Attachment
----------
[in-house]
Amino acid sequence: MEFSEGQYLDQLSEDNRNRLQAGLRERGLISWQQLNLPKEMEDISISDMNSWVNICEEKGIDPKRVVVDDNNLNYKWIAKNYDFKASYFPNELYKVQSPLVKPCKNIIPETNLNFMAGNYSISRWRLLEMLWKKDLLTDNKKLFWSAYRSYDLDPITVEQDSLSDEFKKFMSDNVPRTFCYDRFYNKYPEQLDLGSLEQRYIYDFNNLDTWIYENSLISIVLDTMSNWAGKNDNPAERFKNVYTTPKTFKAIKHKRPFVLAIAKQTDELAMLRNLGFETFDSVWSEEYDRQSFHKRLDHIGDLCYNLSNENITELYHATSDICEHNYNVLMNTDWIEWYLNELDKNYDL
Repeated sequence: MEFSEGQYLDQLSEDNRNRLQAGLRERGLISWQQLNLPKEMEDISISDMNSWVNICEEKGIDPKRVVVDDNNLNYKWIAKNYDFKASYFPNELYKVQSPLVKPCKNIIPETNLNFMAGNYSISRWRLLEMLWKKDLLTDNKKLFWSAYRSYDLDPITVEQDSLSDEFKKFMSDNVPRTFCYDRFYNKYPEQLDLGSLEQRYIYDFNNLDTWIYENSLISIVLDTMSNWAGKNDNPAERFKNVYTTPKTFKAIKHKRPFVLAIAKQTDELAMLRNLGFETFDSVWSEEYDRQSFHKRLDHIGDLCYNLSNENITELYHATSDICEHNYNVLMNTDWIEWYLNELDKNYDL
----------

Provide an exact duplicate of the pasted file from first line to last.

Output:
[in-house]
Amino acid sequence: MEFSEGQYLDQLSEDNRNRLQAGLRERGLISWQQLNLPKEMEDISISDMNSWVNICEEKGIDPKRVVVDDNNLNYKWIAKNYDFKASYFPNELYKVQSPLVKPCKNIIPETNLNFMAGNYSISRWRLLEMLWKKDLLTDNKKLFWSAYRSYDLDPITVEQDSLSDEFKKFMSDNVPRTFCYDRFYNKYPEQLDLGSLEQRYIYDFNNLDTWIYENSLISIVLDTMSNWAGKNDNPAERFKNVYTTPKTFKAIKHKRPFVLAIAKQTDELAMLRNLGFETFDSVWSEEYDRQSFHKRLDHIGDLCYNLSNENITELYHATSDICEHNYNVLMNTDWIEWYLNELDKNYDL
Repeated sequence: MEFSEGQYLDQLSEDNRNRLQAGLRERGLISWQQLNLPKEMEDISISDMNSWVNICEEKGIDPKRVVVDDNNLNYKWIAKNYDFKASYFPNELYKVQSPLVKPCKNIIPETNLNFMAGNYSISRWRLLEMLWKKDLLTDNKKLFWSAYRSYDLDPITVEQDSLSDEFKKFMSDNVPRTFCYDRFYNKYPEQLDLGSLEQRYIYDFNNLDTWIYENSLISIVLDTMSNWAGKNDNPAERFKNVYTTPKTFKAIKHKRPFVLAIAKQTDELAMLRNLGFETFDSVWSEEYDRQSFHKRLDHIGDLCYNLSNENITELYHATSDICEHNYNVLMNTDWIEWYLNELDKNYDL